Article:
Description - Early Domestic Architecture of Pennsylvania by Eleanor Raymond
A ground-breaking work when first published in 1931, this classic book is now released in soft cover. A visionary, Eleanor Raymond, A.I.A. explored what she called the, unstudied directness in fitting form to function. The book was one of the first systematic inventories of vernacular American architecture and defined Raymonds long and successful career. Beautiful photography guides the eye through examples of authentic colonial architecture in Pennsylvania. Heavy beams, primitive stonework, and detailed paneling are shown, along with doorways, windows, staircases, and rooflines. The author selected works that show traces of the mediaeval spirit as well as early Georgian character found in the oldest settlements in Pennsylvania. Raymond's work records interior and exterior views not only of the smaller houses, but also of barns, mills, spring houses and other outbuildings. It has been praised for being the first to consider the beauty and architectural value of smaller and more primitive structures typical of Eastern Pennsylvania, and integral to the area's appeal.
As a bonus for those hoping to restore such treasures, Raymond included 25 pages of measured drawings detailing cabinetry work and molding profiles.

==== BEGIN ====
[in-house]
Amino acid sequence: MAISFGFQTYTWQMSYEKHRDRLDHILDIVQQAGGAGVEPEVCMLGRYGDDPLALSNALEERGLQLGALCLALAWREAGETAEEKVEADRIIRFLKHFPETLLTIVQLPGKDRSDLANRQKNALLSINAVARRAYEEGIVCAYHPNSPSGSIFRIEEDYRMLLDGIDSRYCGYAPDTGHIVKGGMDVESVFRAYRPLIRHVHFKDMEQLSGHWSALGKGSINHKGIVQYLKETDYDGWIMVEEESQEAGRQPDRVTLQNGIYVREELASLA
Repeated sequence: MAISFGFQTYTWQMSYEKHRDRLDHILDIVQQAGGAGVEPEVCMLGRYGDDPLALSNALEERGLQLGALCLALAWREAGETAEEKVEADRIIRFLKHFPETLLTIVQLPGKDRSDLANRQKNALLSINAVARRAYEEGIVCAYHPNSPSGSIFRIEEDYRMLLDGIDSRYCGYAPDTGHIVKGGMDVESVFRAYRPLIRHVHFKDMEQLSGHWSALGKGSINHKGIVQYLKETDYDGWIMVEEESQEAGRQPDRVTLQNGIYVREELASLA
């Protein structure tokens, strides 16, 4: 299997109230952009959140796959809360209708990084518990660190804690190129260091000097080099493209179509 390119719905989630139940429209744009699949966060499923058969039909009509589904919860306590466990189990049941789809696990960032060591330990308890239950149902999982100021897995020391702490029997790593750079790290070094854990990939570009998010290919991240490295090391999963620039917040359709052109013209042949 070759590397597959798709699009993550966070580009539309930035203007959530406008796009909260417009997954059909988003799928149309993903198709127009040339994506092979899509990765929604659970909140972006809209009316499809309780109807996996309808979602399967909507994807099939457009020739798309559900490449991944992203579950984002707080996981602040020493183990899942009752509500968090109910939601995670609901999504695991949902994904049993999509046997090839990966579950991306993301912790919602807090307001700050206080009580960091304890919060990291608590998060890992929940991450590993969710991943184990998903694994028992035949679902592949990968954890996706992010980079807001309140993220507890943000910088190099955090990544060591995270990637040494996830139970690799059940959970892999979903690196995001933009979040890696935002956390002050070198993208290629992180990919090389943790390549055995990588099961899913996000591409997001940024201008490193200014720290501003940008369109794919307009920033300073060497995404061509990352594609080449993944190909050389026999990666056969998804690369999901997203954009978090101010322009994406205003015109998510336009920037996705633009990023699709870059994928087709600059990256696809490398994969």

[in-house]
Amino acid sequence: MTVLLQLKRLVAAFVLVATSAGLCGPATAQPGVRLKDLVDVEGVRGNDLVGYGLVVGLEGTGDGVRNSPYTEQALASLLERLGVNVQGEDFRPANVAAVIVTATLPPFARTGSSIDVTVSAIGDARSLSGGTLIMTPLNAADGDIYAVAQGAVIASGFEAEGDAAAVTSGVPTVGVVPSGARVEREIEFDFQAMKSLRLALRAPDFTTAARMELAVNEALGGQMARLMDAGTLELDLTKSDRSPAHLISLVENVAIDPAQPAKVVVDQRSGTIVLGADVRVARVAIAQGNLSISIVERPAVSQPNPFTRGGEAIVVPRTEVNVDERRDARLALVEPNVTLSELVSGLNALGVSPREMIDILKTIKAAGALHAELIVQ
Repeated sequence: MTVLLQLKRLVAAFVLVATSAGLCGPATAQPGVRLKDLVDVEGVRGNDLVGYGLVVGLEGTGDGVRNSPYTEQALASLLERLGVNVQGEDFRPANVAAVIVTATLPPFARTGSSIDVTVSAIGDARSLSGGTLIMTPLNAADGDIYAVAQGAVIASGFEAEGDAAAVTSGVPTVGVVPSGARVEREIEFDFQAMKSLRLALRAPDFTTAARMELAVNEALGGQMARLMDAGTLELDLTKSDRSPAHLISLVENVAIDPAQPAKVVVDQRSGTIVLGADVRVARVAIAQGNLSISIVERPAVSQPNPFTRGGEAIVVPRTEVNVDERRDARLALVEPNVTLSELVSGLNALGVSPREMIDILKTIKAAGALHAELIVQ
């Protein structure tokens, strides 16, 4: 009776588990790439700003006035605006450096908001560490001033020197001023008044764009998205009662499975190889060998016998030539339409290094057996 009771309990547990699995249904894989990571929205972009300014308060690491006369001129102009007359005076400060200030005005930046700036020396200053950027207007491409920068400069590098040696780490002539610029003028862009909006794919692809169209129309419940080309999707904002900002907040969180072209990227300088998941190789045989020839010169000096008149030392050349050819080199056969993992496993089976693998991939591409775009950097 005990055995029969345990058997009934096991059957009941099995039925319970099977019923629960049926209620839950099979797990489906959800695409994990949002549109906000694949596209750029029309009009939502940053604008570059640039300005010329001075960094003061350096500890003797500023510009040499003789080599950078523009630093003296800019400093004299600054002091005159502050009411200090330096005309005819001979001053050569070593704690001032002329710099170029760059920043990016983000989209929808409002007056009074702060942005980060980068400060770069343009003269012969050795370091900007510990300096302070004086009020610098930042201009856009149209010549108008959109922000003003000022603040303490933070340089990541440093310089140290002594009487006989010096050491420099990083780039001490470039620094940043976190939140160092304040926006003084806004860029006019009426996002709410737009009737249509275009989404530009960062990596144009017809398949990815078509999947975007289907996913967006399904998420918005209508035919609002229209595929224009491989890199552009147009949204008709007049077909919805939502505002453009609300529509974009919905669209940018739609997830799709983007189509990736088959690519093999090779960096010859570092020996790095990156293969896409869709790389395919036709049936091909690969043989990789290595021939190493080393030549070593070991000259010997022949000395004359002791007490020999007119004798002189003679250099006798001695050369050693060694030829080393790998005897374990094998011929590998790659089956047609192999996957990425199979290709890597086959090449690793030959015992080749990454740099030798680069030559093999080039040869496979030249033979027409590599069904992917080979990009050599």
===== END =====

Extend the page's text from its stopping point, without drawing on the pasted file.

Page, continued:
Buy Early Domestic Architecture of Pennsylvania by Eleanor Raymond from Australia's Online Independent Bookstore, Boomerang Books.
(279mm x 216mm x mm)
Schiffer Publishing Ltd
Publisher: Schiffer Publishing Ltd
Country of Publication:
Other Editions - Early Domestic Architecture of Pennsylvania by Eleanor Raymond
Book Reviews - Early Domestic Architecture of Pennsylvania by Eleanor Raymond
Author Biography - Eleanor Raymond
Eleanor Raymond (1887-1973) was educated at Wellesley College and the Cambridge School of Architecture and Landscape Architecture, graduating in 1919. Her professional career spanned some sixty years of practice, focused on residential housing. Her interest in progressive materials and building systems led her to design a Plywood House in 1940 and one of the first successful solar-heated buildings in the Northeast, the "Sun House" in 1948. She was elected a Fellow of the American Institute of Architects in 1961.